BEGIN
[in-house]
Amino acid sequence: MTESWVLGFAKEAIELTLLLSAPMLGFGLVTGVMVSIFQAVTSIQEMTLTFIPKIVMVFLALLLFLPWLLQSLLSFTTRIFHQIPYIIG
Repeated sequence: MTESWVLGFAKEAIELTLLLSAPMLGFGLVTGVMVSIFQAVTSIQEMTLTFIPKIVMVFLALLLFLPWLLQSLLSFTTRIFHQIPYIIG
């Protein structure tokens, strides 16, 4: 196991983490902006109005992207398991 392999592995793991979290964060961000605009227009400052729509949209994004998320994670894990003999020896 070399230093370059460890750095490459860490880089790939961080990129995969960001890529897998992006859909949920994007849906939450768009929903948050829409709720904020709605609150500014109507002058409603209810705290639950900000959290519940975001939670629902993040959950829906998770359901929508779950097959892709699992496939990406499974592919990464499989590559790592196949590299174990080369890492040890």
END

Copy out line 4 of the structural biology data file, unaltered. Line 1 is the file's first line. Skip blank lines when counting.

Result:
């Protein structure tokens, strides 16, 4: 196991983490902006109005992207398991 392999592995793991979290964060961000605009227009400052729509949209994004998320994670894990003999020896 070399230093370059460890750095490459860490880089790939961080990129995969960001890529897998992006859909949920994007849906939450768009929903948050829409709720904020709605609150500014109507002058409603209810705290639950900000959290519940975001939670629902993040959950829906998770359901929508779950097959892709699992496939990406499974592919990464499989590559790592196949590299174990080369890492040890």